Week of 11/16: Abbey Lincoln/Max Roach and Spook Who Sat By the Door


For Monday the 16th, we finish our discussion of the relationship of music and musicians to the Black Arts Movement with a look at Abbey Lincoln and Max Roach as a case study of jazz musicians responding to the movement.
Listen to the Max Roach Quintet with Abbey Lincoln’s landmark We Insist! Max Roach’s Freedom Now Suite (1961) and the Abbey Lincoln tracks . Listen carefully to what Lincoln does vocally, both lyrically (on “Freedom Day”) and the emotion she puts into “Tryptich”, especially the screaming. Think carefully about how that resonates to the times and what sort of statement that makes. Consider also the album’s cover artwork (at the top of this post). It was controversial at the time, got the album banned in several states, and resulted in a release on the relatively small Candid Records label. The album was out of print for a long time and not readily available.

Read the following (but be sure to do the listening!):

  • Max Roach, “Excerpts from Black World Interview”, in the SOS reader, pp. 185-188
  • Abbey Lincoln, “Who Will Revere the Black Woman”, in the SOS reader, pp. 106-109
  • Ingrid Monson, “Revisited! The Freedom Now Suite”, in JazzTimes.
  • Lara Pellegrinelli’s “A Look Back at the Music of Abbey Lincoln”, Part 1 and Part 2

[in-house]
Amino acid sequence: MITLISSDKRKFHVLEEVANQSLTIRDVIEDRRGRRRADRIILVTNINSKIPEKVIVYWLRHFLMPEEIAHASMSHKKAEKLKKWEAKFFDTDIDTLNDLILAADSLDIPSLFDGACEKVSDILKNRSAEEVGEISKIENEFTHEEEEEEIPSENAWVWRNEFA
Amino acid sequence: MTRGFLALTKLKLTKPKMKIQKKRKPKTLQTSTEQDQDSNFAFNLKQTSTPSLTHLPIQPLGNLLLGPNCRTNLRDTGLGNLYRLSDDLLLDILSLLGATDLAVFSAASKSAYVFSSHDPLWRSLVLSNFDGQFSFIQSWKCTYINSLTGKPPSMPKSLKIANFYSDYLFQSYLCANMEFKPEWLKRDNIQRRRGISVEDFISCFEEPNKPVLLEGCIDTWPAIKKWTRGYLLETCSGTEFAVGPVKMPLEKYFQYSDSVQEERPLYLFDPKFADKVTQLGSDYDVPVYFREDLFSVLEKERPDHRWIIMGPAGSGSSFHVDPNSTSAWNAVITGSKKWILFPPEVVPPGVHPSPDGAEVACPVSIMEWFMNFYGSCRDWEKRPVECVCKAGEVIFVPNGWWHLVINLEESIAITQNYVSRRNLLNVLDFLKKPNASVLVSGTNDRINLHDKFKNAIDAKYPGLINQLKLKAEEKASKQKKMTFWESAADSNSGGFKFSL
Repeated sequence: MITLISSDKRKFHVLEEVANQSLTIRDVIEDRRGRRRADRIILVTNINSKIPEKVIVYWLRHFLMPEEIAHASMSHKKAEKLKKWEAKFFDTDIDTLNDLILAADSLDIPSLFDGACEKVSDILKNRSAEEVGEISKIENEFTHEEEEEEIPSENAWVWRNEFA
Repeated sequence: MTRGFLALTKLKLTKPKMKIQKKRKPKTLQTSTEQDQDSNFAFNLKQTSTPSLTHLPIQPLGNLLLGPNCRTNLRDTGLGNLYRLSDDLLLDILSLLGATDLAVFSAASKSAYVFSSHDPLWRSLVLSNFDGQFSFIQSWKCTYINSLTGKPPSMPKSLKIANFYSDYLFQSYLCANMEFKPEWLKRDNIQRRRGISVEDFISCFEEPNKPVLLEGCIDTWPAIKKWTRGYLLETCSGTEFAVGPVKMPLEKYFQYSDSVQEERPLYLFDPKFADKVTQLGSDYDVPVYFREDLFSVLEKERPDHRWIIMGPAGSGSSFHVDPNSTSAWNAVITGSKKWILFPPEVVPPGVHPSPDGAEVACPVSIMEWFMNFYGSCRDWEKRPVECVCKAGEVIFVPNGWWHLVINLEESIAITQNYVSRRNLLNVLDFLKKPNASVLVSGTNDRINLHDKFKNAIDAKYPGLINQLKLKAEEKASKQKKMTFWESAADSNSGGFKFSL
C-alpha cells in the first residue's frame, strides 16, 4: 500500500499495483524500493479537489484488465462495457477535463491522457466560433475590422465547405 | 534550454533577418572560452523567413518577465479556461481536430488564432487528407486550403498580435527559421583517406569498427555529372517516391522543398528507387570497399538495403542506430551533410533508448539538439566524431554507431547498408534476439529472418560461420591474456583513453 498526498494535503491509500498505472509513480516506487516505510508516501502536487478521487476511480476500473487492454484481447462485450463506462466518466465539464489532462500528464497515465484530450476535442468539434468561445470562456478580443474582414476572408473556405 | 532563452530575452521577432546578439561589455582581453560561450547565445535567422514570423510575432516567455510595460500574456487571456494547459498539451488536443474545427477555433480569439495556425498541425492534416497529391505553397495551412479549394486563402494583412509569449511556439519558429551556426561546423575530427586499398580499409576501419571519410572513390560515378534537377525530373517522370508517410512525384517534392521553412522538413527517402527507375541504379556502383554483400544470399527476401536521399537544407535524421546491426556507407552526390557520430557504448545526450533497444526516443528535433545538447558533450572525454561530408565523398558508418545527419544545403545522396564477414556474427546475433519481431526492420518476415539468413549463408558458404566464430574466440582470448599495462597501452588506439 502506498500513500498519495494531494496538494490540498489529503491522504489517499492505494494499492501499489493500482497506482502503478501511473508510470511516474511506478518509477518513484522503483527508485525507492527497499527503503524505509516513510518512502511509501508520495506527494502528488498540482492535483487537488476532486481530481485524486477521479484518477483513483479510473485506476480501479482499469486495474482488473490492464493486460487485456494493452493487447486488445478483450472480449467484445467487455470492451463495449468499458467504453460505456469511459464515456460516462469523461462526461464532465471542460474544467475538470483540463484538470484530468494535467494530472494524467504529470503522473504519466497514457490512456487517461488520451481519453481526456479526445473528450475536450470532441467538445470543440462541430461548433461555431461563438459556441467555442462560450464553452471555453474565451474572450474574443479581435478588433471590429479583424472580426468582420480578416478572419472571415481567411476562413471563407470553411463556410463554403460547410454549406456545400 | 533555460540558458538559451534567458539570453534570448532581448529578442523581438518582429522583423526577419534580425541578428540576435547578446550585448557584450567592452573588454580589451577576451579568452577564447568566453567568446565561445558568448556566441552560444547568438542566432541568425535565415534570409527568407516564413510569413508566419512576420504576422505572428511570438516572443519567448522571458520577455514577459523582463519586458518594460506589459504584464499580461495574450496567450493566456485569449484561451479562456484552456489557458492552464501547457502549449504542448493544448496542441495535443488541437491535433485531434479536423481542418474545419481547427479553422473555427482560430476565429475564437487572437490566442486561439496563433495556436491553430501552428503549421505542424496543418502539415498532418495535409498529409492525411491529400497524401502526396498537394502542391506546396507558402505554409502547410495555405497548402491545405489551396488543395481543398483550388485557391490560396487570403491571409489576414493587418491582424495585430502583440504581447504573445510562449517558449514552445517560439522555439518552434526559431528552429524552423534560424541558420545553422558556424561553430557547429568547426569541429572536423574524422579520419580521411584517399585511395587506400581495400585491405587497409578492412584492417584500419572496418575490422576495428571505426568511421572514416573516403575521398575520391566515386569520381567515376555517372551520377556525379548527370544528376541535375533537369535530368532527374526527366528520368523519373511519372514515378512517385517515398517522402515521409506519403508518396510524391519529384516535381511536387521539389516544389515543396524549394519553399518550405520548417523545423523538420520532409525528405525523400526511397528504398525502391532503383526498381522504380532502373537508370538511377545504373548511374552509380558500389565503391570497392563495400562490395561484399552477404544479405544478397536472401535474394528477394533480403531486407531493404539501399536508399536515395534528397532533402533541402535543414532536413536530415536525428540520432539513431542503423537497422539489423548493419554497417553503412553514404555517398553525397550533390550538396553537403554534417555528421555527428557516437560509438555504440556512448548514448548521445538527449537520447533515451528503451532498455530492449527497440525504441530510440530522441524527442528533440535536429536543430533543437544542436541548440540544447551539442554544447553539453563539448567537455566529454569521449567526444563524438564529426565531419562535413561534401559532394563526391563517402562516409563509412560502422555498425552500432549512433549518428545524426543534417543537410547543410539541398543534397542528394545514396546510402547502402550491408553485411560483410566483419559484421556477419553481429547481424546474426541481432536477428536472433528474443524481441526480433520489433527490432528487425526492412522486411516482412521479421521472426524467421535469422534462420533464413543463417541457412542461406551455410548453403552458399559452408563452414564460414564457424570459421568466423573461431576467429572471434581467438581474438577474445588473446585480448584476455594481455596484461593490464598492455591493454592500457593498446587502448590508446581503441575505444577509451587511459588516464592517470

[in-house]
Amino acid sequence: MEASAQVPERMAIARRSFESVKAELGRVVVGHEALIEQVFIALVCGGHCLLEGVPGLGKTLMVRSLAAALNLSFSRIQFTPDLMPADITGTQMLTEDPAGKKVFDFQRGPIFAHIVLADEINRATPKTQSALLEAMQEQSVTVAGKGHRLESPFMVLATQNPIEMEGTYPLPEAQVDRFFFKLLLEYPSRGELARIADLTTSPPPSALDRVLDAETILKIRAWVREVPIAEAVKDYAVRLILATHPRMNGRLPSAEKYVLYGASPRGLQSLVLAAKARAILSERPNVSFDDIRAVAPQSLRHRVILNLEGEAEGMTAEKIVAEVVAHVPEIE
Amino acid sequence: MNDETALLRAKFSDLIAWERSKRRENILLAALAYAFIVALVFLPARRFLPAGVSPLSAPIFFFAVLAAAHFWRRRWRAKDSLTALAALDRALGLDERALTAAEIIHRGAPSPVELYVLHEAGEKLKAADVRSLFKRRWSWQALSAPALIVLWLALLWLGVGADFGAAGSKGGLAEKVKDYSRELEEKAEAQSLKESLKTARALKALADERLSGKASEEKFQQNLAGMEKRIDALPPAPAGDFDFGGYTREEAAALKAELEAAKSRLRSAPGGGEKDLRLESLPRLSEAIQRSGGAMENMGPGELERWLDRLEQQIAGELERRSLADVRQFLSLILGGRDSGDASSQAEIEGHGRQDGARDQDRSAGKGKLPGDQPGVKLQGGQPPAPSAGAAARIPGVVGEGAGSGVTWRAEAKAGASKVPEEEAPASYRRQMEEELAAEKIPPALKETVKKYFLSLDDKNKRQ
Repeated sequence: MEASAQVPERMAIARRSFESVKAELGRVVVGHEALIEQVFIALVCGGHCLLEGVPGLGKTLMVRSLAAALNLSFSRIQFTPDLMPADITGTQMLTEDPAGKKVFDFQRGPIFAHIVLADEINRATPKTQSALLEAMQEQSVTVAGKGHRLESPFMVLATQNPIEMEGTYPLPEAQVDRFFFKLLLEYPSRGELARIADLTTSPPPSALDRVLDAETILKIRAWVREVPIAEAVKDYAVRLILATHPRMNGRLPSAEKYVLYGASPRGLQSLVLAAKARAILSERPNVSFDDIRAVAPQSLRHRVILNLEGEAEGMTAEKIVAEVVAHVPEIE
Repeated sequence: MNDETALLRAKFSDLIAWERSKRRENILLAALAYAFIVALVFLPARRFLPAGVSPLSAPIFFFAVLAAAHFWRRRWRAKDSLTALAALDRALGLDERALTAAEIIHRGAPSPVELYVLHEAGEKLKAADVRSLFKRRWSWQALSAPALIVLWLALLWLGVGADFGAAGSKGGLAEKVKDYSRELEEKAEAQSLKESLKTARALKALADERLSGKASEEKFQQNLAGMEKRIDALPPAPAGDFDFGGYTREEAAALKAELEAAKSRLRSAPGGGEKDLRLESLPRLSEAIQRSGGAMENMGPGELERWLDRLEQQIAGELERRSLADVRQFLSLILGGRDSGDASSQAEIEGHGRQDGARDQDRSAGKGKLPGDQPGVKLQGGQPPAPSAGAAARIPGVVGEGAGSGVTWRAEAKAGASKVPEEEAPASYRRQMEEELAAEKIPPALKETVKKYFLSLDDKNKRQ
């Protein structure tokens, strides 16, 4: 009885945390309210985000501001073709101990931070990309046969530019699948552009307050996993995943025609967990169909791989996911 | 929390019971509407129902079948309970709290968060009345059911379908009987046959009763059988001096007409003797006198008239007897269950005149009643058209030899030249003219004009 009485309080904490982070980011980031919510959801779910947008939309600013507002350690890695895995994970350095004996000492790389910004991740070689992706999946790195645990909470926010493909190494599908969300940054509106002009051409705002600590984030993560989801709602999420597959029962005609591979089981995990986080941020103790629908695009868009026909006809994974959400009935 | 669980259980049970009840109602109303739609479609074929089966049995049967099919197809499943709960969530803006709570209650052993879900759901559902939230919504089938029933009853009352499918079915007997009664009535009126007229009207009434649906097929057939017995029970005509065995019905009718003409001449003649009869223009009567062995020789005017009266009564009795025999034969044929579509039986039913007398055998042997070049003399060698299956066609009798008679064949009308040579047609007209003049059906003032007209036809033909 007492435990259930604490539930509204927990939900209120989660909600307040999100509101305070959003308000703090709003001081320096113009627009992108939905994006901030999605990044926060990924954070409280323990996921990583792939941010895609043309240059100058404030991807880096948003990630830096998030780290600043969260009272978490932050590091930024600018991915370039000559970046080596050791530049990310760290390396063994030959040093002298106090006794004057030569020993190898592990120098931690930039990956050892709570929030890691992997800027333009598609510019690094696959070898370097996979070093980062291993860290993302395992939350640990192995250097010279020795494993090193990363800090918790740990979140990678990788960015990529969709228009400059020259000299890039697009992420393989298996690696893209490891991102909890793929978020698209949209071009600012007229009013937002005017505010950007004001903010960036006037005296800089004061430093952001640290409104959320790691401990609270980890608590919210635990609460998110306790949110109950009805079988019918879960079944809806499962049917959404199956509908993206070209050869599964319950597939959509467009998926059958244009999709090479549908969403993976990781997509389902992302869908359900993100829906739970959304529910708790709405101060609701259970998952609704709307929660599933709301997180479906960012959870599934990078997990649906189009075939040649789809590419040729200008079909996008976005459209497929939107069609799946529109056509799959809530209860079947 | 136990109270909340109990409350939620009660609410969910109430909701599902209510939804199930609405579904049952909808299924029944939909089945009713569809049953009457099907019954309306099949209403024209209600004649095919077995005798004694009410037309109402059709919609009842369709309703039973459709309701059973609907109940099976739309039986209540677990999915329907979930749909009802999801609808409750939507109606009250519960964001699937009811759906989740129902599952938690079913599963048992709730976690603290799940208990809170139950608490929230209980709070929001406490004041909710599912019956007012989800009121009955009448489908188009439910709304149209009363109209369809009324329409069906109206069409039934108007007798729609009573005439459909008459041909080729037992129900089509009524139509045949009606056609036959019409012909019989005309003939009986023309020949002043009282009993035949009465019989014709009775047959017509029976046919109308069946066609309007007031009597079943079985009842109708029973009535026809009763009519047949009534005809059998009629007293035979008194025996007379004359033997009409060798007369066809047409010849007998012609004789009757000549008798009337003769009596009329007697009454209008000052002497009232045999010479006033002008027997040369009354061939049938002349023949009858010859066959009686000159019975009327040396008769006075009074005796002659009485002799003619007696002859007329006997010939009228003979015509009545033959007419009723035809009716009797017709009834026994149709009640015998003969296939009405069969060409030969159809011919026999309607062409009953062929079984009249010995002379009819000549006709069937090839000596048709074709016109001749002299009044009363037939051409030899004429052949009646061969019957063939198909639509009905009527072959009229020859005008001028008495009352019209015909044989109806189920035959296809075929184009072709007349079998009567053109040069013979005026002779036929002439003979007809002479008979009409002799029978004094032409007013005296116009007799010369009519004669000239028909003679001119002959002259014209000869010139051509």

Think about the following:

  • How do Roach and Lincoln reflect the new militancy and changing times in their work and life?
  • Compare them to the other musicians we’ve covered and artists in other areas. What similarities or differences do you see in their approach to art and politics?
  • think carefully about Roach’s answers in the interview in SOS and Lincoln’s perspective on Black women. What does this show about their political sensibility as artists?
    For Wednesday 11/18, we’ll turn to film and look at how the Black Arts Movement tried to break into mass entertainment and on to the big screen. As an example, we’ll watch the first half of The Spook Who Sat By the Door, (1973) which was written by Sam Greenlee (the screenplay was adapted from his book of the same title), directed by Ivan Dixon (who co-starred opposite Abbey Lincoln in Nothing But A Man), and features a seriously funky soundtrack by Herbie Hancock. [Note for online course followers: Spook is also on Netflix, occasionally pops up on YouTube, and will be posted here on the Video page. Contact me for access.]

    Wednesday’s assignment is to think about the context of Spook and read/watch the following:

  • Read this short 2003 article (“After 30 Years, Controversial Film Re-emerges”) from NAACP’s The Crisis on Google Books
  • Read Cultural Historian Todd Boyd’s summary of the Blaxploitation film genre on The Root
  • Watch this 4-minute “making of” video on Youtube: